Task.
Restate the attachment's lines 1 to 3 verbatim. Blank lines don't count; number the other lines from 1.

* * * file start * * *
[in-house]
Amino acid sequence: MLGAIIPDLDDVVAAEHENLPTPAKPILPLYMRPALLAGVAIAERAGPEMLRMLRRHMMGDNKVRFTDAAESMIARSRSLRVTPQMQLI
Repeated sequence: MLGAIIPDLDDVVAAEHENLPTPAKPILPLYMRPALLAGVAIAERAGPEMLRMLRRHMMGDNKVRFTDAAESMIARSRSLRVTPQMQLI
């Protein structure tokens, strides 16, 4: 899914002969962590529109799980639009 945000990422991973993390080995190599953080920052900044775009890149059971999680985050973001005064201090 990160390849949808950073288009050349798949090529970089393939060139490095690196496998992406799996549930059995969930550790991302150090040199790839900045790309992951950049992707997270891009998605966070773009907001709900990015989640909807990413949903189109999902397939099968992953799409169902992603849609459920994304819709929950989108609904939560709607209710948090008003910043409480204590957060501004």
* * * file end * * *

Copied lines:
[in-house]
Amino acid sequence: MLGAIIPDLDDVVAAEHENLPTPAKPILPLYMRPALLAGVAIAERAGPEMLRMLRRHMMGDNKVRFTDAAESMIARSRSLRVTPQMQLI
Repeated sequence: MLGAIIPDLDDVVAAEHENLPTPAKPILPLYMRPALLAGVAIAERAGPEMLRMLRRHMMGDNKVRFTDAAESMIARSRSLRVTPQMQLI